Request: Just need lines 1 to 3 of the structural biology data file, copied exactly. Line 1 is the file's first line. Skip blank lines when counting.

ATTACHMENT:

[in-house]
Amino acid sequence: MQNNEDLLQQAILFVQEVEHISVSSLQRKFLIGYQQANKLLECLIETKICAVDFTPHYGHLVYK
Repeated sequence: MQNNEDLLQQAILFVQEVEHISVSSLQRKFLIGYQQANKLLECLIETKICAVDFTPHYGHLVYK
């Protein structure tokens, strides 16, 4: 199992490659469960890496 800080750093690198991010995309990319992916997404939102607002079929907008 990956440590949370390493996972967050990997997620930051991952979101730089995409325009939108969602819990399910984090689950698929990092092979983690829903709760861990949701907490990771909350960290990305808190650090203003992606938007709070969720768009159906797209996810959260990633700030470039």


[in-house]
Amino acid sequence: MQNNEDLLQQAILFVQEVEHISVSSLQRKFLIGYQQANKLLECLIETKICAVDFTPHYGHLVYK
Repeated sequence: MQNNEDLLQQAILFVQEVEHISVSSLQRKFLIGYQQANKLLECLIETKICAVDFTPHYGHLVYK